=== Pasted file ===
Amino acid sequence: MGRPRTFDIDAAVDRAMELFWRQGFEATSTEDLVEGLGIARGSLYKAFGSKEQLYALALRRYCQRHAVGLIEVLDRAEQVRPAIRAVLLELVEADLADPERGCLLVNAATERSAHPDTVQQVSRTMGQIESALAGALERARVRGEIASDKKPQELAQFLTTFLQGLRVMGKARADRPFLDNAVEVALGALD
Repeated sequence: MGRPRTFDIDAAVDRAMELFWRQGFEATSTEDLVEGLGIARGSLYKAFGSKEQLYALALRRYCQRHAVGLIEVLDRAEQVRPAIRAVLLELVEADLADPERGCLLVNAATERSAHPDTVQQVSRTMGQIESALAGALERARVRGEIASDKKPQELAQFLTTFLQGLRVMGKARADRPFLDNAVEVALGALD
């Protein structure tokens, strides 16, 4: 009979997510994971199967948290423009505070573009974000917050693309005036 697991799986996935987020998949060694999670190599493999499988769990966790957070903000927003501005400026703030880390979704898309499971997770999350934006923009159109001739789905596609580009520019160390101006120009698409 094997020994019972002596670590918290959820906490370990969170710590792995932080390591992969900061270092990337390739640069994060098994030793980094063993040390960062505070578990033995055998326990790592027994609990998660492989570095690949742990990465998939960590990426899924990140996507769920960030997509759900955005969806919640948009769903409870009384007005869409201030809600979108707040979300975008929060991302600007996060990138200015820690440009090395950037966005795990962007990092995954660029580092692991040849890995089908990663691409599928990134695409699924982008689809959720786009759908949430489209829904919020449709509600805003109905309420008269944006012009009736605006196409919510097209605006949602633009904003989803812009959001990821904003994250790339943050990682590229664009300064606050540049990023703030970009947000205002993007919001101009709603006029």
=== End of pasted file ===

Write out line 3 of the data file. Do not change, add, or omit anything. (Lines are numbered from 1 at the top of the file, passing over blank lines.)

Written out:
């Protein structure tokens, strides 16, 4: 009979997510994971199967948290423009505070573009974000917050693309005036 697991799986996935987020998949060694999670190599493999499988769990966790957070903000927003501005400026703030880390979704898309499971997770999350934006923009159109001739789905596609580009520019160390101006120009698409 094997020994019972002596670590918290959820906490370990969170710590792995932080390591992969900061270092990337390739640069994060098994030793980094063993040390960062505070578990033995055998326990790592027994609990998660492989570095690949742990990465998939960590990426899924990140996507769920960030997509759900955005969806919640948009769903409870009384007005869409201030809600979108707040979300975008929060991302600007996060990138200015820690440009090395950037966005795990962007990092995954660029580092692991040849890995089908990663691409599928990134695409699924982008689809959720786009759908949430489209829904919020449709509600805003109905309420008269944006012009009736605006196409919510097209605006949602633009904003989803812009959001990821904003994250790339943050990682590229664009300064606050540049990023703030970009947000205002993007919001101009709603006029």